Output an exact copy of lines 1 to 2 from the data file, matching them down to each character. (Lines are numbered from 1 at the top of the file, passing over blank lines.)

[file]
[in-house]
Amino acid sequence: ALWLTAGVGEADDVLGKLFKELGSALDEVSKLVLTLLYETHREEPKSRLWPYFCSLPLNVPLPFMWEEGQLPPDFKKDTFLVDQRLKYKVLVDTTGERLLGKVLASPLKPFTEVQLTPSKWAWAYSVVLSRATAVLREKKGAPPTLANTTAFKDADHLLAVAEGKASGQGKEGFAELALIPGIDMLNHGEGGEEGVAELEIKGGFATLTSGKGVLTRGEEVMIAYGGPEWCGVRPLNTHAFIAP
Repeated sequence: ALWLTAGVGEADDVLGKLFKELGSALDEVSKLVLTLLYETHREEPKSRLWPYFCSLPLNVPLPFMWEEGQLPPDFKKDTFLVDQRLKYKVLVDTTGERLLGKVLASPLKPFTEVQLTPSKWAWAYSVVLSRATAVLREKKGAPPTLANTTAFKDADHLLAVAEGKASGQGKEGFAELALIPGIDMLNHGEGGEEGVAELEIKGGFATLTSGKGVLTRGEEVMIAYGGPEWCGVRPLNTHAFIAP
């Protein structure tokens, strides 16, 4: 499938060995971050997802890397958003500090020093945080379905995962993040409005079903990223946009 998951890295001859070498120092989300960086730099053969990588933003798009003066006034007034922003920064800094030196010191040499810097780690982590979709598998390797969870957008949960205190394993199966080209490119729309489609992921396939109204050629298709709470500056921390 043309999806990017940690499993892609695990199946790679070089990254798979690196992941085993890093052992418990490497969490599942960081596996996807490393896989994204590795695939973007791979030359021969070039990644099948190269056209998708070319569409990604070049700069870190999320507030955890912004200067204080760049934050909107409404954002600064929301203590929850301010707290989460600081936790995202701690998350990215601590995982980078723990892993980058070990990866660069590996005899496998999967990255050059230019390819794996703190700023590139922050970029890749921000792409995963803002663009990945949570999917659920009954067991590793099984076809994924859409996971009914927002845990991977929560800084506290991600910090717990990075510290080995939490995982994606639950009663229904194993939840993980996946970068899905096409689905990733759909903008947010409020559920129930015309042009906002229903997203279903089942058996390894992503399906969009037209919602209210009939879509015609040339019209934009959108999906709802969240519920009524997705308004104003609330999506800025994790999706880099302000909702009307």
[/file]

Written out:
[in-house]
Amino acid sequence: ALWLTAGVGEADDVLGKLFKELGSALDEVSKLVLTLLYETHREEPKSRLWPYFCSLPLNVPLPFMWEEGQLPPDFKKDTFLVDQRLKYKVLVDTTGERLLGKVLASPLKPFTEVQLTPSKWAWAYSVVLSRATAVLREKKGAPPTLANTTAFKDADHLLAVAEGKASGQGKEGFAELALIPGIDMLNHGEGGEEGVAELEIKGGFATLTSGKGVLTRGEEVMIAYGGPEWCGVRPLNTHAFIAP